Inspired by our bodies’ sensory capabilities, researchers at the Harvard John A. Paulson School of Engineering and Applied Sciences and the Wyss Institute for Biologically Inspired Engineering have developed a platform for creating soft robots with embedded sensors that can sense movement, pressure, touch, and even temperature. Integrating sensors within soft robots has been difficult in part because most sensors, such as those used in traditional electronics, are rigid. To address this challenge, the researchers developed an organic ionic liquid-based conductive ink that can be 3D printed within the soft elastomer matrices that comprise most soft robots.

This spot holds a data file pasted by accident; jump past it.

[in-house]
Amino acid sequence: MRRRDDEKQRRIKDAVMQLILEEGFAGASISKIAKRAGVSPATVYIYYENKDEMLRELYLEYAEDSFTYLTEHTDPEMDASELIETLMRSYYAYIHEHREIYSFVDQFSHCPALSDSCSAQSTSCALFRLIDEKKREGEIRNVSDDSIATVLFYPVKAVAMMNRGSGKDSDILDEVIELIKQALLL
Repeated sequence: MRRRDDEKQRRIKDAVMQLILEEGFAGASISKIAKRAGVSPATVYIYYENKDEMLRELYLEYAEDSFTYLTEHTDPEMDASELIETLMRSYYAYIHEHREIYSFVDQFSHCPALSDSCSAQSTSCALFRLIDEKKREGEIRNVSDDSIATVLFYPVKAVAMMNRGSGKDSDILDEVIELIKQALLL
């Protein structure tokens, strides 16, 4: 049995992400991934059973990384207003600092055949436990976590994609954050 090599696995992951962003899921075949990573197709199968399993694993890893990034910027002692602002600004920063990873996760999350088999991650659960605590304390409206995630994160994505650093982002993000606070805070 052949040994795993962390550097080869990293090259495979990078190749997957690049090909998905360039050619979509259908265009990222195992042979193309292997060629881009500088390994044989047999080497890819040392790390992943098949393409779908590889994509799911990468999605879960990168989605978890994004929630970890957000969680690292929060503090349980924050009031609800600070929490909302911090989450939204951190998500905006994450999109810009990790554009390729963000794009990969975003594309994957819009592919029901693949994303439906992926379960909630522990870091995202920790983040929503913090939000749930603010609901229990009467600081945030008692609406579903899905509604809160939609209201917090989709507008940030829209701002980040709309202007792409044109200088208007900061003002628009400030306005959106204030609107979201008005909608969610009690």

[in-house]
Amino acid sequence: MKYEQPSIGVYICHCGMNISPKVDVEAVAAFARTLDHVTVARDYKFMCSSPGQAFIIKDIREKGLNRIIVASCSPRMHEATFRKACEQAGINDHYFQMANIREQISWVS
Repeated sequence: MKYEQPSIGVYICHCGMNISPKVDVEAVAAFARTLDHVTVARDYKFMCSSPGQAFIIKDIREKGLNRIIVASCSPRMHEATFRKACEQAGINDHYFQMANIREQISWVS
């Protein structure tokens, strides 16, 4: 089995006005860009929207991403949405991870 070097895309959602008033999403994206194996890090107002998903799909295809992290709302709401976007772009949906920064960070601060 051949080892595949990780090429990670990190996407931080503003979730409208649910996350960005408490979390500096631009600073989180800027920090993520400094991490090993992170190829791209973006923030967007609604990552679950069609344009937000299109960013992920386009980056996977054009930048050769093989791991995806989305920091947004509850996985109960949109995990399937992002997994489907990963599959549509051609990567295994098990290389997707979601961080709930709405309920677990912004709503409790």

To fabricate the device, the researchers relied on an established 3D printing technique developed in the lab of Jennifer Lewis, the Hansjorg Wyss Professor of Biologically Inspired Engineering at SEAS and Core Faculty Member of the Wyss Institute. The technique — known as embedded 3D printing — seamlessly and quickly integrates multiple features and materials within a single soft body. To test the sensors, the team printed a soft robotic gripper composed of three soft fingers or actuators. The researchers tested the gripper’s ability to sense inflation pressure, curvature, contact, and temperature. They embedded multiple contact sensors, so the gripper could sense light and deep touches.